Afghanistan faces ever deepening security and political crises. As American troops withdraw, Taliban military advances are threatening entire districts, and government coffers are dwindling.
NATO leaders are scheduled to hold a summit meeting next week that is supposed to reaffirm the alliance’s commitment to keep supporting Afghanistan’s security forces, which, like the rest of the government, are heavily dependent on international aid. It will be very hard to justify continued assistance if Afghan politicians are unable to form a government with a new president in Kabul.
Yet, Afghanistan’s rival presidential candidates, Ashraf Ghani and Abdullah Abdullah are putting the country’s stability at risk in refusing to agree on a winner two months after the disputed election to replace President Hamid Karzai. And the emboldened Taliban is taking advantage of the political chaos.
Although Karzai’s successor was supposed to have been sworn in on Monday, the country’s Independent Election Commission still has not completed a United Nations-supervised audit of 8.1 million disputed ballots. Abdullah won the first-round voting in April, but Ghani came out ahead in a preliminary count after the final round in June, prompting Abdullah to accuse Ghani and Karzai of colluding to rig the vote.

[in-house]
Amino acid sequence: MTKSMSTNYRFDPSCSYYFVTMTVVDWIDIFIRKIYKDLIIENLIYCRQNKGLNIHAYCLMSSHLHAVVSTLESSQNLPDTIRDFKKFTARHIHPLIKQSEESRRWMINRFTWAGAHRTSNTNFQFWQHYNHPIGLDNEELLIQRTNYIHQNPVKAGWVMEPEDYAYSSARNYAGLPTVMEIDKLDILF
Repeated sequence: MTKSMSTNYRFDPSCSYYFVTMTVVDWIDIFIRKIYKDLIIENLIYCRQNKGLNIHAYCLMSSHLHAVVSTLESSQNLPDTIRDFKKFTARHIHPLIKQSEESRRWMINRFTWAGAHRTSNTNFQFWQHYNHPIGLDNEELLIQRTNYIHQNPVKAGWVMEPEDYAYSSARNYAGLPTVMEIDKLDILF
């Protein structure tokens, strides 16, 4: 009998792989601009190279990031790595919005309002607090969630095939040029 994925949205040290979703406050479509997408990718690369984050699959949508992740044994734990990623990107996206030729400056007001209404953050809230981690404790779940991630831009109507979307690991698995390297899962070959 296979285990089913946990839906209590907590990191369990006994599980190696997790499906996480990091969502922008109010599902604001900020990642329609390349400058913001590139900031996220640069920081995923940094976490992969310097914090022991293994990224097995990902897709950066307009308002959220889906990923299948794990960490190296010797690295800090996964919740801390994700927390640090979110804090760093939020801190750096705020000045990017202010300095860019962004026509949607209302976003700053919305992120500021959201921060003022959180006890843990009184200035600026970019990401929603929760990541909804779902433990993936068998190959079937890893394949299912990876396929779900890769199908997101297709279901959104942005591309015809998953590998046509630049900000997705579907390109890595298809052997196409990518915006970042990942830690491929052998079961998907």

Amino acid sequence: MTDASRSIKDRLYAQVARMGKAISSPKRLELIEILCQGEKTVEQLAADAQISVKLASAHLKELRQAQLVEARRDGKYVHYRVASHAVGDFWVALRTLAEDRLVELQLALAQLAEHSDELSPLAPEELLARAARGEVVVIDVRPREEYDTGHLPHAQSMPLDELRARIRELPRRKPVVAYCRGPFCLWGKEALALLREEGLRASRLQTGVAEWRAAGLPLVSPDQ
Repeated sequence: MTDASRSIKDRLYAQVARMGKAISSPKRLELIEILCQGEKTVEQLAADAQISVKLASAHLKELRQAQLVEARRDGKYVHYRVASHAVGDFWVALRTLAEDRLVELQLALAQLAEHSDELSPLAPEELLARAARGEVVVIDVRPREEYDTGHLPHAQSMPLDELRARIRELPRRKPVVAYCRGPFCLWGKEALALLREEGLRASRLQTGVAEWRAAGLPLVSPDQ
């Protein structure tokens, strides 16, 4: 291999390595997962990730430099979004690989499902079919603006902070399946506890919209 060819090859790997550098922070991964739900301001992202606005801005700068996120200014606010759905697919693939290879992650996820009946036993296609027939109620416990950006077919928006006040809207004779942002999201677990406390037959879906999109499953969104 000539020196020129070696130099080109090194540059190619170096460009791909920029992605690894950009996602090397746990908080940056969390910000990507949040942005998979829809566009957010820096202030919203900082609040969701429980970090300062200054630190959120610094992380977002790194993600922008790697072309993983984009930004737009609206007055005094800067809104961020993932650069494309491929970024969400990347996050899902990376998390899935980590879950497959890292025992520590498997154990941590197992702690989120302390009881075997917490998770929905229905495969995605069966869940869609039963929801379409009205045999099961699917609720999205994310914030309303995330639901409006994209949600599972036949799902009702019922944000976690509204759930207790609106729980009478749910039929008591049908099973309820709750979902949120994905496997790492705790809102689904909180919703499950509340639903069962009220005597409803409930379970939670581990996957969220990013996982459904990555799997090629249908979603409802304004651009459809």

While Ghani and Karzai have denied the charges, few doubt there was substantial fraud. On Sunday, The Times’s Carlotta Gall reported that interviews with Afghan and international officials support some of Abdullah’s most serious claims, including ballot-box stuffing and a campaign by government officials to manipulate the outcome.
The Americans gave the candidates a way to ease the sting of defeat by brokering a deal that would have the rival camps create a national unity government. Under this plan, which both candidates accepted, the winner would become president and the loser, or his designee, would fill a new post of chief executive. But the powers and duties of that new job are also still in dispute.
A new, stable government is also important to the United States.
The best available solution is for Abdullah and Ghani to cooperate fully with the ballot audit, accept the results (which were never going to be fraud-free, given the immaturity of the democratic system) and quickly form a functioning government that reflects the country’s diversity. If they manage to do that, there might be some hope that they could, in time, restore voter trust and put Afghanistan on the path to a real democracy.